Finally, we should have a look at the hourly SPX, another perspective which is also extremely valuable when analyzing the daily chart. he heavy blue lines represent the up channel and its subdivisions described by prices since October. There is one more line drawn across the October low which does not show on this chart. If you think of these lines as a staircase, you can see that the price have been walking down the stairs since the top as it works its way through the support level which appears (partially) on the left side of the chart. And they look as if they are about to take one more step! The thick red line at the bottom is drawn at 1246 and is the lower boundary of that support zone. If the SPX gets to that level quickly, it will effectively have penetrated all of the support and could easily break through it.

In the last few days, the index has bounced off the support line which connects the two tops at the left, but you can see that on the last bounce, the A/D oscillator (bottom) which had been in a strong, positive divergence position at the last low, is now in a very weak position. Note how the thin black line has remained below the thick red line on this last bounce. Unless this is corrected immediately by an extension of the current move and with very positive A/D, prices will take one more step down. And since we expect that the cycle lows are still ahead of us, perhaps as early as next week, you can understand why the odds strongly favor lower prices.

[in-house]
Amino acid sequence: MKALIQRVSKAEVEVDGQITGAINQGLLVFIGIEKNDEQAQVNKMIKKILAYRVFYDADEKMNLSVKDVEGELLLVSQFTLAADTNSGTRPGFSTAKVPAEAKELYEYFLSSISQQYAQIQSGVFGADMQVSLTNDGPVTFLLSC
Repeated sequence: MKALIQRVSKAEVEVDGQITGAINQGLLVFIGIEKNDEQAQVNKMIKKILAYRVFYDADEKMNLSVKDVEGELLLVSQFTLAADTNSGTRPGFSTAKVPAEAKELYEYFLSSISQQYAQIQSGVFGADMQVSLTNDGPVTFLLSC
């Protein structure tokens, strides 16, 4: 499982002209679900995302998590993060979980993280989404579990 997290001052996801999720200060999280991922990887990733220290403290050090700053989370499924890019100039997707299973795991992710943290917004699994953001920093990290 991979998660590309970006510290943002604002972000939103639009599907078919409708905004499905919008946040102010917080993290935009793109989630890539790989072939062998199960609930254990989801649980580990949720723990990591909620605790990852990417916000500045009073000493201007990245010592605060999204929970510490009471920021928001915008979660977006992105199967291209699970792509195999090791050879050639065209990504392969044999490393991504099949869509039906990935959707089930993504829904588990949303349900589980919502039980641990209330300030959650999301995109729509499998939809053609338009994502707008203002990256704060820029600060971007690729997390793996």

Projections: I have already mentioned that a 50% correction of the October uptrend would take prices back to about 1232. This would be confirmed by another Fibonacci projection if we break the 1246 level. But first we have to break it, and when we reach it, it is likely to give us one more small bounce before we get to our final destination.

SUMMARY: The correction which began at 1294 on the SPX could end as early as next week but, because a cycle is due to make its low at the end of February, it is doubtful that an uptrend could really get underway until early March.

This uptrend will probably have limited upside potential There is an unfilled count to about 1320 which corresponds to a zone of strong resistance at the top of the long term channel. That level could very well mark the top of the bull market.


 

Andre Gratian

Author: Andre Gratian

Andre Gratian
MarketTurningPoints.com

The above comments about the financial markets are based purely on what I consider to be sound technical analysis principles uncompromised by fundamental considerations. They represent my own opinion and are not meant to be construed as trading or investment advice, but are offered as an analytical point of view which might be of interest to those who follow stock market cycles and technical analysis.

I encourage your questions and comments. Please contact me at: ajg@cybertrails.com.